fannie-farkles-technology

Taking the leap from TOKENS to CARDS

(Fannie Farkle’s is featured in the May 2016 issue of Play Meter Magazine.) Driving with the windows open in Gatlinburg, Tenn., a resort city sitting on the edge of Great Smoky Mountains National Park, one’s senses can be overwhelmed by the signs, lights, and sounds on busy U.S. Route 441, Gatlinburg’s main thoroughfare.

Here, national restaurant and entertainment chains coexist with independently-owned enterprises, doing good business year round with clientele visiting the area for family vacations, honeymoons, church retreats, and corporate events.

But amidst the lights and sounds of Gatlinburg, another sense is tickled. It’s been said that the sense of smell has the longest memory, and that’s true for Jason Mitchell when he thinks of Gatlinburg.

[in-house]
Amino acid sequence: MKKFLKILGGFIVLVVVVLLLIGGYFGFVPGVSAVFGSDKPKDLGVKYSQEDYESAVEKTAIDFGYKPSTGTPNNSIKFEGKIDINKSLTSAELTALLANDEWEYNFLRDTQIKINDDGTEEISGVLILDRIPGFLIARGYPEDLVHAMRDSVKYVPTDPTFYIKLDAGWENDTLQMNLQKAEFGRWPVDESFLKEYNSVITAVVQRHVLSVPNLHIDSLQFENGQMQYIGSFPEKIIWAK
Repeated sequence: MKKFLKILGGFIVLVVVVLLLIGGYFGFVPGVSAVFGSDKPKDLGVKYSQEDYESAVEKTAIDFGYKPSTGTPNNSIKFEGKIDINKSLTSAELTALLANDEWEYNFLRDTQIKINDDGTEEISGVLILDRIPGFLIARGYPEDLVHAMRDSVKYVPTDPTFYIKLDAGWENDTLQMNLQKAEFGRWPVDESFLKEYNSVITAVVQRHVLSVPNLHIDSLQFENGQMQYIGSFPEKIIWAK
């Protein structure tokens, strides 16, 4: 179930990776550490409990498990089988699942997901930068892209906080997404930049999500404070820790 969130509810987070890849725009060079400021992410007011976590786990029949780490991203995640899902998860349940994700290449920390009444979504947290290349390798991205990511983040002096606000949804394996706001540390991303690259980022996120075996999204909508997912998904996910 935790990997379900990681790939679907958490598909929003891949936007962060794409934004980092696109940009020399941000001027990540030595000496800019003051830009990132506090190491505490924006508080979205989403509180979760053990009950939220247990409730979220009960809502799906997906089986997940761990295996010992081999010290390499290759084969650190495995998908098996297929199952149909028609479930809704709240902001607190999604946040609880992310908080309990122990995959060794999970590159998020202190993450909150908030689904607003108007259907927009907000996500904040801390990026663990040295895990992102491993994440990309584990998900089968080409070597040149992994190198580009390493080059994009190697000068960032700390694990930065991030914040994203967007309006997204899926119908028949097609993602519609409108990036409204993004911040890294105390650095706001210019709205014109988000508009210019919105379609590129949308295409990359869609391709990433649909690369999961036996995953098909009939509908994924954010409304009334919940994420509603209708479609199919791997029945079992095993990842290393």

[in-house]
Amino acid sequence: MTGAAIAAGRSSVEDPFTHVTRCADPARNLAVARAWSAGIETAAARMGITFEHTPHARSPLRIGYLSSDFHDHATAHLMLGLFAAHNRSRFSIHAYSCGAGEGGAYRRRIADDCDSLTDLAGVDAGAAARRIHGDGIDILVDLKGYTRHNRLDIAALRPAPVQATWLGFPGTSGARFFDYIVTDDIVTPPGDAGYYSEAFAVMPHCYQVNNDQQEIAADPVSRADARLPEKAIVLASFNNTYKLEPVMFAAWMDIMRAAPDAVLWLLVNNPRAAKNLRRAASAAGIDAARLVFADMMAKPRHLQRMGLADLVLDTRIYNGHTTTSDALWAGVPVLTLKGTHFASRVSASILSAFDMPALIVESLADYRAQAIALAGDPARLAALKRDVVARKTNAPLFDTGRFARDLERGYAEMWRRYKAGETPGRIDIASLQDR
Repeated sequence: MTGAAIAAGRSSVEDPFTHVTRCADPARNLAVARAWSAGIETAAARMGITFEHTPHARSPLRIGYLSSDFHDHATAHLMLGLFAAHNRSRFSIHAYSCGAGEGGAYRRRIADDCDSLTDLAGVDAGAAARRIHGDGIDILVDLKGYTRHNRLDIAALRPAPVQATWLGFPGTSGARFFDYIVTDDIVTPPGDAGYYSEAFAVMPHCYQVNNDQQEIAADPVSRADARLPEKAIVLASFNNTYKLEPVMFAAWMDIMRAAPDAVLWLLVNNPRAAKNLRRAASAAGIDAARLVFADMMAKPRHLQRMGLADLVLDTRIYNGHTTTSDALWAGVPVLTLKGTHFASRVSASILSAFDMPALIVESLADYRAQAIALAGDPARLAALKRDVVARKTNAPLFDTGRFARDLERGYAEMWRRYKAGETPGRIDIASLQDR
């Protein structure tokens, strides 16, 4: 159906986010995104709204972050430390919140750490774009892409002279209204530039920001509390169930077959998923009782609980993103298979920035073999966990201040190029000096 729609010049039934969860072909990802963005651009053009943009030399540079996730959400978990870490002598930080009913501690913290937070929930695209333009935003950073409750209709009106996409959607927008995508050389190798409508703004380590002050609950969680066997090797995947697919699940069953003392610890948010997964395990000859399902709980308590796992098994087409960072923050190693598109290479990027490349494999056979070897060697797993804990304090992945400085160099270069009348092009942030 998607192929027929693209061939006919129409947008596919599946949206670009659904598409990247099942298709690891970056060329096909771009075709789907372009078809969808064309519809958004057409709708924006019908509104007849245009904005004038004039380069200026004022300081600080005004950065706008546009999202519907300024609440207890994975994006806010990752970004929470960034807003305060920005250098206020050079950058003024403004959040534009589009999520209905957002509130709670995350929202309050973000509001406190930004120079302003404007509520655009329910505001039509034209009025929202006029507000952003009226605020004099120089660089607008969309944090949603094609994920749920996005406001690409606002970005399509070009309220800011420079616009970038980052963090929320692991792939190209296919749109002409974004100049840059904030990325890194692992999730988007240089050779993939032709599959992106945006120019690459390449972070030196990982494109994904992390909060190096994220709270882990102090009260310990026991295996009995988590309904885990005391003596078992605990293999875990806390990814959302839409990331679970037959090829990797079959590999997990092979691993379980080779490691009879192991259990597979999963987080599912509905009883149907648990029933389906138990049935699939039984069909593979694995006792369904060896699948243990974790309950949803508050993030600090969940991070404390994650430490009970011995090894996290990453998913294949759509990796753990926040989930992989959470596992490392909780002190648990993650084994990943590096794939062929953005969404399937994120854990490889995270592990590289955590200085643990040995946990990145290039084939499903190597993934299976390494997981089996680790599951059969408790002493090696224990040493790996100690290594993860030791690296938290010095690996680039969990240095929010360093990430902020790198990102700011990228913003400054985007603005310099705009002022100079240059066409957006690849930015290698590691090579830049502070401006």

“The Ogle Dogs and sausages on the grill at Fannie Farkle’s are unforgettable,” remembers Jason. “I went to Trinity High School in Euless, Texas, where I played in the marching band. In 1986, our band participated in a national competition in Gatlinburg. That’s when I was introduced to Fannie Farkle’s. Returning there now brings back so many great memories.” The Ogle Dog is a hand-made, foot-long corn dog named for a family of early settlers in Gatlinburg.

fannie-farkles-arcade

Today, Jason is North American Sales Manager for Intercard Inc., a provider of debit card technology systems. His return to Fannie Farkle’s in 2015 wasn’t just for an Ogle Dog and to drop some tokens into the arcade games, although Jason says that happened. He had been invited by Marion Paul, Owner of Fannie Farkle’s since she started the business with her late husband, Don, in 1981.

Modesty aside, Marion started in the amusement industry at the age of 22 and has been working at Fannie Farkle’s since the business opened 36 years ago. She’s a dedicated and venerable personality in the family entertainment center (FEC) category, and a past-president of the Amusement and Music Operators Association (AMOA).